• Matteo De Vos

FFS 022 - The Bird Is The Word

Updated: Aug 9, 2018

This year for Thanksgiving, Americans will consume 46 million turkeys. Factory farming has never been more 'efficient'. This same year, the US has consumed 9 billion chickens. Worldwide, we managed to eat 50 billion. How does this system function? What makes it so effective and profitable?

It all comes down to one word: genetics.

Since the 1950s, heritage breeds of poultry, or standard-bred poultry, have been gradually replaced by an army of uniform hybrid birds. Bred to grow as large as possible and as quickly as possible, hybrids are exceptionally profitable for Big Agriculture, and have come to dominate the global poultry industry.

In this episode, I talk with Andrew DeCoriolis of Farm Forward and Frank Reese from the Good Shepherd Poultry Farm about the need to preserve heritage breeds. We explore:

  • How animal welfare, the livelihoods of farmers and the environment are best protected when the genetic diversity of these birds is preserved.

  • How free-range, pasture-raised and organic meat movements are counterproductive if we fail to win the battle of genetics.

  • How supporting heritage poultry this Thanksgiving is one of the strongest and most effective ways to boycott factory farming and support sustainable agriculture.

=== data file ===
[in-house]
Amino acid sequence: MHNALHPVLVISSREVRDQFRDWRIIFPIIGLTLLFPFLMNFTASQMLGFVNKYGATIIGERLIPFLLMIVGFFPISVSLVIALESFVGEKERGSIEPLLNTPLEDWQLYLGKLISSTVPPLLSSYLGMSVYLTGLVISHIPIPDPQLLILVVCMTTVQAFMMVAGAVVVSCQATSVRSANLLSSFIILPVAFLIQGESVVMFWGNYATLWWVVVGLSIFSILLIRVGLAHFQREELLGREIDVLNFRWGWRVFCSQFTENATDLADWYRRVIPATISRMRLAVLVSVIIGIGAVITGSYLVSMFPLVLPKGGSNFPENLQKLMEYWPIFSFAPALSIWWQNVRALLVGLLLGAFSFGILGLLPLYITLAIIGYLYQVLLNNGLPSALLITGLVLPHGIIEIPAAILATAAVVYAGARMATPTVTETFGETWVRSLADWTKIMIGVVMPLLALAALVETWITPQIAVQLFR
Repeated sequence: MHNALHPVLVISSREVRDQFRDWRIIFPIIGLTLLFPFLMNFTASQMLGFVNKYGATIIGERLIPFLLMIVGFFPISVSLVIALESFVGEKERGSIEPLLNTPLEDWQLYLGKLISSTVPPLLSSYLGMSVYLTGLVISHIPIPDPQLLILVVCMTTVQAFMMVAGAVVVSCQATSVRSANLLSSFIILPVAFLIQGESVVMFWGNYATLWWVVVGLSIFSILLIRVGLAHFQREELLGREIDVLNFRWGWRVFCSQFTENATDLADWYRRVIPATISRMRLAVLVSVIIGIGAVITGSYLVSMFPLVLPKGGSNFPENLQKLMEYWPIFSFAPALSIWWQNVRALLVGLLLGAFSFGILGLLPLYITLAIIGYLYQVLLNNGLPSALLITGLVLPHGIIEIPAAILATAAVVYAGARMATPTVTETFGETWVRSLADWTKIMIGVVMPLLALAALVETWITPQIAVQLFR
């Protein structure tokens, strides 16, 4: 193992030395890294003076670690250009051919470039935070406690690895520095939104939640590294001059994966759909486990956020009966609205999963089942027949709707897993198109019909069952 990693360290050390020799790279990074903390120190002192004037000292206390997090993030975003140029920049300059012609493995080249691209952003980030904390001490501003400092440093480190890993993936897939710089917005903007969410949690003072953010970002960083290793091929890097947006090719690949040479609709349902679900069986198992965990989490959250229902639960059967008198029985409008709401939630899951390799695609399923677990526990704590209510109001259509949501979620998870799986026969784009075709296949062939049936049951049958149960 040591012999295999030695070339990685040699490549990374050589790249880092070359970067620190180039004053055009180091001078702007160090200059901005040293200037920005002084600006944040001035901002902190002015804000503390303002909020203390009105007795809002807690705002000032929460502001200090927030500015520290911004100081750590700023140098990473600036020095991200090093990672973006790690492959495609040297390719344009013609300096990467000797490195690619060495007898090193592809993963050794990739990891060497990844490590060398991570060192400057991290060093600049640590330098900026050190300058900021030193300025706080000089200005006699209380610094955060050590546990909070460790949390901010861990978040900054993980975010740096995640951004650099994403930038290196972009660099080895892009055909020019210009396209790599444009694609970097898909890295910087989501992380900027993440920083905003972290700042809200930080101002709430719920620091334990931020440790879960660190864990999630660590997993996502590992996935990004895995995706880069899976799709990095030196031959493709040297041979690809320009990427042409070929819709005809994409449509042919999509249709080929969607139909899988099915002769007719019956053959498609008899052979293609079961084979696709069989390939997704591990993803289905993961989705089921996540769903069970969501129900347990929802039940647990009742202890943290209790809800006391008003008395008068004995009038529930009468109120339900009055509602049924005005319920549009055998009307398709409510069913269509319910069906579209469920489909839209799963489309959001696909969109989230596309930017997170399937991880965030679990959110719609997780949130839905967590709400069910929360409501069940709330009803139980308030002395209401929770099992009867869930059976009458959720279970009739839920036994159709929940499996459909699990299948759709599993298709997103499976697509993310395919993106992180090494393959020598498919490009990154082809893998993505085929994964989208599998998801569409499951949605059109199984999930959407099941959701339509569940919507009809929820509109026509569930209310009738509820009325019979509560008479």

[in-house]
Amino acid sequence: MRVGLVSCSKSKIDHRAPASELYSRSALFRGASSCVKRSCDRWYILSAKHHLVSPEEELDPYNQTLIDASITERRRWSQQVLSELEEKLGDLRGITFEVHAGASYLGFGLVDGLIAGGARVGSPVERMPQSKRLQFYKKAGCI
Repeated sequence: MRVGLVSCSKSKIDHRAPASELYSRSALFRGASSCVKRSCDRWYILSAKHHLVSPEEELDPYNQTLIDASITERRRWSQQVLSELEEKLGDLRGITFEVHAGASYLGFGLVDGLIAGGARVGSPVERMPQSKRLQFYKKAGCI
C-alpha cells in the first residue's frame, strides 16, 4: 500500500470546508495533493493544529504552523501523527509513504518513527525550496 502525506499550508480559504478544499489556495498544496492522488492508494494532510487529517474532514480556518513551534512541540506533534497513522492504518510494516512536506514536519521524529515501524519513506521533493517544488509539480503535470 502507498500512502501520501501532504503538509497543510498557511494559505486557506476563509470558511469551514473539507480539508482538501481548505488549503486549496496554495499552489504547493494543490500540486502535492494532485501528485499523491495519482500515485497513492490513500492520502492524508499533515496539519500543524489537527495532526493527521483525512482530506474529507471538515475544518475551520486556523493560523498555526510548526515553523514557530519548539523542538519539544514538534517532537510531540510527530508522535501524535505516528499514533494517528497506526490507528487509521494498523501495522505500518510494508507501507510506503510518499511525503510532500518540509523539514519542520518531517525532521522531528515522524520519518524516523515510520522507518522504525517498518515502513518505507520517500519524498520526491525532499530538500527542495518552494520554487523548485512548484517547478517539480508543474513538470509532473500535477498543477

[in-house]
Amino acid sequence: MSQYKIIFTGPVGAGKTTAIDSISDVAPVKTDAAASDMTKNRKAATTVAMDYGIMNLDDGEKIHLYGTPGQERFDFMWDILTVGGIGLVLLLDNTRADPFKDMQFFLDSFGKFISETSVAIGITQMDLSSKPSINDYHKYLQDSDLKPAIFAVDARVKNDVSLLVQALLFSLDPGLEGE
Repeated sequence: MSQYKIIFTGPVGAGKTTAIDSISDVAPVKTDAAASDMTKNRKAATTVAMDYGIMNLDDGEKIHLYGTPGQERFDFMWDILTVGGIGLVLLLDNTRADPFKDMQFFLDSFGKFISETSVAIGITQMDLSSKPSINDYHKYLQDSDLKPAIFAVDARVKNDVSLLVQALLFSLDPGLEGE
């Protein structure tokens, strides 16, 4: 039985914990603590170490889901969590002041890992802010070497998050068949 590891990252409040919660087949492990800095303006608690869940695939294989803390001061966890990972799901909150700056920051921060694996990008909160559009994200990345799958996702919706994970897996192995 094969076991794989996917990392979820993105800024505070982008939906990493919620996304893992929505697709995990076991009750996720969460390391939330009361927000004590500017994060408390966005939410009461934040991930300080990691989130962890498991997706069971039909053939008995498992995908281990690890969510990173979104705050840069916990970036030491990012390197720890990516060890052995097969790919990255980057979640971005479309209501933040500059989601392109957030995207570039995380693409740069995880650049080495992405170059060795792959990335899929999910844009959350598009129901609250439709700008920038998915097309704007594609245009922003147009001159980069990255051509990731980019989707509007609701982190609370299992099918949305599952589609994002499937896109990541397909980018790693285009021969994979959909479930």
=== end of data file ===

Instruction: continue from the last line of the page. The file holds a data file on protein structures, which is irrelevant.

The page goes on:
Farm Forward is a US-based non-profit that implements innovative strategies to promote conscientious food choices, reduce farmed animal suffering, and advance sustainable agriculture. Farm Forward is helping Frank Reese share his knowledge with the next generation of farmers by launching the Good Shepherd Poultry Institute (GSPI). 

Frank Reese is a fourth-generation Kansas farmer with more than 60 years of experience breeding and raising heritage poultry. An award-winning master breeder and American Poultry Association (APA) judge, Frank owns and operates one of the few successful heritage poultry farms in America, the Good Shepherd Poultry Ranch, which has garnered praise from Martha Stewart, celebrity chef Mario Batali, the New York Times, and is featured centrally in the documentary film Eating Animals, which recently premiered at the prestigious Telluride Film Festival.


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